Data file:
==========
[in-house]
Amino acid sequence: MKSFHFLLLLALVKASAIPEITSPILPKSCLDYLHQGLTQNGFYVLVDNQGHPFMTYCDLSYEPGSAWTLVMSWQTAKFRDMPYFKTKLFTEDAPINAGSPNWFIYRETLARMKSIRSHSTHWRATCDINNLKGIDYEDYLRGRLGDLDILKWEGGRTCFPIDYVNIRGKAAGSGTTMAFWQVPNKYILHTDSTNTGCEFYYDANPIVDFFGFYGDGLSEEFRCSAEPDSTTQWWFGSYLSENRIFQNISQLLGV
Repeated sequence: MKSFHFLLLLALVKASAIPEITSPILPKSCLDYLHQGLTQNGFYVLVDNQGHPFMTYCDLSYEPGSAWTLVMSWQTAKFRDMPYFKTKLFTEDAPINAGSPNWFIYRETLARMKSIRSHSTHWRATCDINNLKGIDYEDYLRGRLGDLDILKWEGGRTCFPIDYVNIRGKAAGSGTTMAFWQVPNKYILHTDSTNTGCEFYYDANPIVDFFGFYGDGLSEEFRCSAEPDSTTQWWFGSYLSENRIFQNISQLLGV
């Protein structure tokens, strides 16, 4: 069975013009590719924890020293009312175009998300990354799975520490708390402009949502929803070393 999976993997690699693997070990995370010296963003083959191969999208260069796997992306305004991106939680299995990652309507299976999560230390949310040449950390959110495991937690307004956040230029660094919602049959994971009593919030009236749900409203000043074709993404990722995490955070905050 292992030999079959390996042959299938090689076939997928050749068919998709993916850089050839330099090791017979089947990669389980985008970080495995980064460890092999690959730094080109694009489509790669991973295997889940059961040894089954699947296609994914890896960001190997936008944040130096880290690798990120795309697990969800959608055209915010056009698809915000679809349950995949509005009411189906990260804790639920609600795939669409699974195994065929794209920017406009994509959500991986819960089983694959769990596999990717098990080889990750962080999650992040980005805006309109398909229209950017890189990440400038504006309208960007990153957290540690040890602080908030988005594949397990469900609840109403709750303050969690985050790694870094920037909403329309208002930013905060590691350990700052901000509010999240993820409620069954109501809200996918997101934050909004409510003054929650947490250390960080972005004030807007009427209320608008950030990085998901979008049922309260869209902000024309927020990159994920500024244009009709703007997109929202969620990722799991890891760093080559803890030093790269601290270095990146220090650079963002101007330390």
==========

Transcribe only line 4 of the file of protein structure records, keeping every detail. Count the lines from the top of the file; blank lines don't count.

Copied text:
């Protein structure tokens, strides 16, 4: 069975013009590719924890020293009312175009998300990354799975520490708390402009949502929803070393 999976993997690699693997070990995370010296963003083959191969999208260069796997992306305004991106939680299995990652309507299976999560230390949310040449950390959110495991937690307004956040230029660094919602049959994971009593919030009236749900409203000043074709993404990722995490955070905050 292992030999079959390996042959299938090689076939997928050749068919998709993916850089050839330099090791017979089947990669389980985008970080495995980064460890092999690959730094080109694009489509790669991973295997889940059961040894089954699947296609994914890896960001190997936008944040130096880290690798990120795309697990969800959608055209915010056009698809915000679809349950995949509005009411189906990260804790639920609600795939669409699974195994065929794209920017406009994509959500991986819960089983694959769990596999990717098990080889990750962080999650992040980005805006309109398909229209950017890189990440400038504006309208960007990153957290540690040890602080908030988005594949397990469900609840109403709750303050969690985050790694870094920037909403329309208002930013905060590691350990700052901000509010999240993820409620069954109501809200996918997101934050909004409510003054929650947490250390960080972005004030807007009427209320608008950030990085998901979008049922309260869209902000024309927020990159994920500024244009009709703007997109929202969620990722799991890891760093080559803890030093790269601290270095990146220090650079963002101007330390």